Some 70% of Americans described relations between the US and Germany as good, while 73% of Germans said the relationship is bad -- which Pew says is a "sharp elevation in negative assessments since 2017." Last year, it noted that 56% of Germans said their country's relationship with the US was bad.
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The survey, which was conducted by telephone in September among 1,006 adults in the US and 1,002 respondents in Germany, found that "Americans and Germans are worlds apart in views of their countries' relationship."
Those surveyed were not only divided on bilateral relations, but also the importance of how they ascribe to each others' foreign policy and whether the two countries should cooperate with each other more, or less.
While 70% of Americans said the US should cooperate more with Germany, only 41% of Germans thought their country should cooperate more with the US.
When it comes to important foreign policy partners, Germans continued to identify France as the most or second-most important partner, Pew found, while 35% mentioned the US -- down from 43% in 2017.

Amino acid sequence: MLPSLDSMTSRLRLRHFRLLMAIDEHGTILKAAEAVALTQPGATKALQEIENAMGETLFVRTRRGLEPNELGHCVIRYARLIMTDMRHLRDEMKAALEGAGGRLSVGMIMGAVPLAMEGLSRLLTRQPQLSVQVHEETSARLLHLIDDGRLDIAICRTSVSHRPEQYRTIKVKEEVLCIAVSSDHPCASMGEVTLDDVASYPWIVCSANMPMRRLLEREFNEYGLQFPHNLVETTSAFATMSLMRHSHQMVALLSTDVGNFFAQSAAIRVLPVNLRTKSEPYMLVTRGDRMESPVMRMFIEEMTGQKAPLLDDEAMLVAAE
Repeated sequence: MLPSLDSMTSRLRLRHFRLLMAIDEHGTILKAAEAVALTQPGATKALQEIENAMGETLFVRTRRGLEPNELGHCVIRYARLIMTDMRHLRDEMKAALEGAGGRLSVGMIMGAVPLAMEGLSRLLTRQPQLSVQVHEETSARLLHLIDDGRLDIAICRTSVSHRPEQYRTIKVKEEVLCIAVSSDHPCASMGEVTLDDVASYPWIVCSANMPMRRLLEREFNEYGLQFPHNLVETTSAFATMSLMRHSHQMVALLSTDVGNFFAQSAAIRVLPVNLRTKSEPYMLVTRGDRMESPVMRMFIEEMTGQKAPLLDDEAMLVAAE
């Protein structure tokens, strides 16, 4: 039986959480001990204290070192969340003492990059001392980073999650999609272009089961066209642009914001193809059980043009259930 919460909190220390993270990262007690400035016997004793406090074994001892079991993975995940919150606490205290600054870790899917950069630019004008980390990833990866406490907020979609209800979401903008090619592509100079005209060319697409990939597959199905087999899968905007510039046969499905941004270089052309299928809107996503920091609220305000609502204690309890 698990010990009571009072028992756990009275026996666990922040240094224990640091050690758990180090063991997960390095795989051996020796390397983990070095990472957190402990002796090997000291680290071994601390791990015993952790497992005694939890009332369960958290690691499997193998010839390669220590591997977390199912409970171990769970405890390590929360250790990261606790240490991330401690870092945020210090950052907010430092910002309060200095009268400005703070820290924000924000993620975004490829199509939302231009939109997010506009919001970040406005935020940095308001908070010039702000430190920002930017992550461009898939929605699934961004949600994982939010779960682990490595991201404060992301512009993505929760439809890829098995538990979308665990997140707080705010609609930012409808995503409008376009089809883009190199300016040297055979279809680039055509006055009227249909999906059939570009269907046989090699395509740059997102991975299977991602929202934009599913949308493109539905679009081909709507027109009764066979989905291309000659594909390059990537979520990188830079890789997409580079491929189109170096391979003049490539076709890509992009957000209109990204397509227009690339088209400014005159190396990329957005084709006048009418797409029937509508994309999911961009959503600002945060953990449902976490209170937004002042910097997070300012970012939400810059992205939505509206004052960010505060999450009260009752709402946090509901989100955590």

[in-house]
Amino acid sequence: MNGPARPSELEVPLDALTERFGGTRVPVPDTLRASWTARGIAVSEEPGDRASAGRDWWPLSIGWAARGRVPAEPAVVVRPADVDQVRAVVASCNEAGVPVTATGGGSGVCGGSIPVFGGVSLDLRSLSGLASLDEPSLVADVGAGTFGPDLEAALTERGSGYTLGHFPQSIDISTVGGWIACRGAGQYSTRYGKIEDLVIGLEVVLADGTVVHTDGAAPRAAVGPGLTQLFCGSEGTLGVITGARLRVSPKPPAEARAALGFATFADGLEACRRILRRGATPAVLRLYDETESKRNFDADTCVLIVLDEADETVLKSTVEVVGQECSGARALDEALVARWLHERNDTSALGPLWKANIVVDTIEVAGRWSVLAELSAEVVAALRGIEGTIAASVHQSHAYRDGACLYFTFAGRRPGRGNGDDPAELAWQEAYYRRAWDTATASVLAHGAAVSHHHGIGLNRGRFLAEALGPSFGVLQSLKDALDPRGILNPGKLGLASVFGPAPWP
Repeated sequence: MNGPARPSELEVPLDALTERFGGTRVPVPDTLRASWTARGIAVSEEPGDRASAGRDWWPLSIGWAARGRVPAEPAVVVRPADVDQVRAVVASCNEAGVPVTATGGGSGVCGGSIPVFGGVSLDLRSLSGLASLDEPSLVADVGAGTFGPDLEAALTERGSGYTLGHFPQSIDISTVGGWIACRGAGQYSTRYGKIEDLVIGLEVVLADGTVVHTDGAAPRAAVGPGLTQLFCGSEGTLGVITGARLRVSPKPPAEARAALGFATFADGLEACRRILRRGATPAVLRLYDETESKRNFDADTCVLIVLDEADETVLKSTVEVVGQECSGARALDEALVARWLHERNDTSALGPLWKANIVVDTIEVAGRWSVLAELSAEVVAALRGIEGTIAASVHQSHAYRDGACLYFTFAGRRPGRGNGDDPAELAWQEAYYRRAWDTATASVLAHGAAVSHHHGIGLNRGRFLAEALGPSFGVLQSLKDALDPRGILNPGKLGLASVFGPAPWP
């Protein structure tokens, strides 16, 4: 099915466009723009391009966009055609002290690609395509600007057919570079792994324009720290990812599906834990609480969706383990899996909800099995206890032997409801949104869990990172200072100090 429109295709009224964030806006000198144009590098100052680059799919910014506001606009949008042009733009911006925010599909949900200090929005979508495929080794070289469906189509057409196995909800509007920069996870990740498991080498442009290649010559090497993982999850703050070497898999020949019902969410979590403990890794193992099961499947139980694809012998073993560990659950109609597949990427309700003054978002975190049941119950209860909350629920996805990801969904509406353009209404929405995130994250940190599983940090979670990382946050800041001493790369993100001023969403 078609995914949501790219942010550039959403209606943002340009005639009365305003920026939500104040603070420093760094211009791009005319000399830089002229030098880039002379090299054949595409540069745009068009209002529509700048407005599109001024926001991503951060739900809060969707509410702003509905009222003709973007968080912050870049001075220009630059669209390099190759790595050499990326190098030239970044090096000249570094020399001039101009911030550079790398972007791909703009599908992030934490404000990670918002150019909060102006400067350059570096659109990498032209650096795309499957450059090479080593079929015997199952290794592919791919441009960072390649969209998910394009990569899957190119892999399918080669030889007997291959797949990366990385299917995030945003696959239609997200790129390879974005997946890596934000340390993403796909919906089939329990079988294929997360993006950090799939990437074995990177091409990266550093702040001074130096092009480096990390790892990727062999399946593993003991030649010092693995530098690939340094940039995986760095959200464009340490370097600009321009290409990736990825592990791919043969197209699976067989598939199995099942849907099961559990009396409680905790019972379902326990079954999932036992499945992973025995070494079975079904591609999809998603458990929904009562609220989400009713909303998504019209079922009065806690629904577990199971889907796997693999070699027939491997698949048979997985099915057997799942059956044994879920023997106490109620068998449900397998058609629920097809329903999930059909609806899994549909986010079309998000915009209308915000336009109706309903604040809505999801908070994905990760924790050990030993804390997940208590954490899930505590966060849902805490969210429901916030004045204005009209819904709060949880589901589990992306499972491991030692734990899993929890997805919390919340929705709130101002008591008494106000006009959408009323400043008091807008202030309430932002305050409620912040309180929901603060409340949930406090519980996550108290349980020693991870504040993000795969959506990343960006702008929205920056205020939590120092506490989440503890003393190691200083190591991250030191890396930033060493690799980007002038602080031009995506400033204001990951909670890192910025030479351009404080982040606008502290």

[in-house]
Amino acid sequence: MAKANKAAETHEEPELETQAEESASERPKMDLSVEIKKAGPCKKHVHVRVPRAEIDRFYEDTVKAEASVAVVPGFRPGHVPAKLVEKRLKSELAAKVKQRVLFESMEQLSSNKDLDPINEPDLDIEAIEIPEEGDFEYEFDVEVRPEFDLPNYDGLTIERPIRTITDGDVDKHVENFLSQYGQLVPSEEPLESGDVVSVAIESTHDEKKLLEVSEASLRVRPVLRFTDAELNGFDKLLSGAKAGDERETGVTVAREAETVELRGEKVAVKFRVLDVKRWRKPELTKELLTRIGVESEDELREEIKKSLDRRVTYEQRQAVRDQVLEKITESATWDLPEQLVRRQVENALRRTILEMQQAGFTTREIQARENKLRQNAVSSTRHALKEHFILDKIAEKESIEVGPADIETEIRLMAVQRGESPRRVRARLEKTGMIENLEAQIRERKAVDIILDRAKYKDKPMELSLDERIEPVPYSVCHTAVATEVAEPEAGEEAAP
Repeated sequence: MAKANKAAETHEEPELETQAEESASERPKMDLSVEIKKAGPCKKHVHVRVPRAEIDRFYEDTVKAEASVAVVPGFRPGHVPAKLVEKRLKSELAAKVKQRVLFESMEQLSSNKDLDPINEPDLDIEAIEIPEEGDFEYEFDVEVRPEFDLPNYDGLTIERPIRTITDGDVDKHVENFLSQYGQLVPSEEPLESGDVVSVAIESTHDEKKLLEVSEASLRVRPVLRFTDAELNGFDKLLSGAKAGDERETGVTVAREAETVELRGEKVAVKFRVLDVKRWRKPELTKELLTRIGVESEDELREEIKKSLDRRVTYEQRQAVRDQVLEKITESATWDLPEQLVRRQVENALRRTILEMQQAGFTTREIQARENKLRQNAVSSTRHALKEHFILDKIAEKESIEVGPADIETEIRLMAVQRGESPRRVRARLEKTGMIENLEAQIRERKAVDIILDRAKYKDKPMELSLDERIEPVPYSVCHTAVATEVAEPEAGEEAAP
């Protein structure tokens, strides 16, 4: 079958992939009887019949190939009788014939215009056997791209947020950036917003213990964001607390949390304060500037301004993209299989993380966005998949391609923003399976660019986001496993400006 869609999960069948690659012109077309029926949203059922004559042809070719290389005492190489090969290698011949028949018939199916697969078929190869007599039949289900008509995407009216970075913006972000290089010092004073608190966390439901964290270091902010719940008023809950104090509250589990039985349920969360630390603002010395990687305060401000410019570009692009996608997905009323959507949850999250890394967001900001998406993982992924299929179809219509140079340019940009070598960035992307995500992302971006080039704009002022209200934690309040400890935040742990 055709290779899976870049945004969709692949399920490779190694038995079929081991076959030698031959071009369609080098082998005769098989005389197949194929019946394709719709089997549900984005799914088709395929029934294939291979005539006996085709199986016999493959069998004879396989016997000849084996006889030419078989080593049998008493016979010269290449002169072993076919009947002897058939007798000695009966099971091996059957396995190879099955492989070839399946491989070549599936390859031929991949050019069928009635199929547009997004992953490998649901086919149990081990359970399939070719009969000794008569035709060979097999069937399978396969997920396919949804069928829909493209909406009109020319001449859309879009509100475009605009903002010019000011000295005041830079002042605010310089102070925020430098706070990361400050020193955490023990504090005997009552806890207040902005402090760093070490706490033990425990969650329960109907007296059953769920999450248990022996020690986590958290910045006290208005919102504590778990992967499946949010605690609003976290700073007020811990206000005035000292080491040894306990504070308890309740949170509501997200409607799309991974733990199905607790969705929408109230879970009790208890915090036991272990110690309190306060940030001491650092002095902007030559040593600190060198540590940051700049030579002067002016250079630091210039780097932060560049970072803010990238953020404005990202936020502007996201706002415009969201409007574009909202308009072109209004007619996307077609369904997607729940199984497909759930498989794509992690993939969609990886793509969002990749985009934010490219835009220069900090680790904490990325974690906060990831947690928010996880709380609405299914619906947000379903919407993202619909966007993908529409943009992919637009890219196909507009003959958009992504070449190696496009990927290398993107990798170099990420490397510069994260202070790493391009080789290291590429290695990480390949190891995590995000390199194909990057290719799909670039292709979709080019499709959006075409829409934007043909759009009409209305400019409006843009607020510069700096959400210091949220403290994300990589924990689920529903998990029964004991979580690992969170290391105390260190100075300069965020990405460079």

For Americans, the United Kingdom, China and Canada were the top three countries mentioned -- with only 9% identifying Germany as an important partner.
A vast majority of Germans said they want to be more independent from the US on foreign policy, whereas most Americans want to remain close with Europe.
German views toward America have been shifting, particularly since Donald Trump became US president. In July, the President accused fellow NATO ally Germany of being a "captive of Russia," due to its energy reliance. German Chancellor Angela Merkel appeared to hit back at Trump, drawing on her own upbringing in Soviet-controlled East Germany.
In 2017, the President bashed Merkel over what he called her "catastrophic" refugee policies and accused the EU of "being a vehicle for Germany."
However, despite the stark differences in the survey, US and German citizens found "common ground" on the importance of NATO, the benefits of free trade and defense spending, Pew's report said.
While American and German views were similar when it comes to defense spending, Pew noted there "have been notable shifts in opinion in both countries over the last year."
Germans, it said, were more likely to say that they think their country should increase defense spending (43% -- up from 32% last year), fewer Americans -- 39% -- see a need for European allies to increase spending, which was down from 45% in 2017.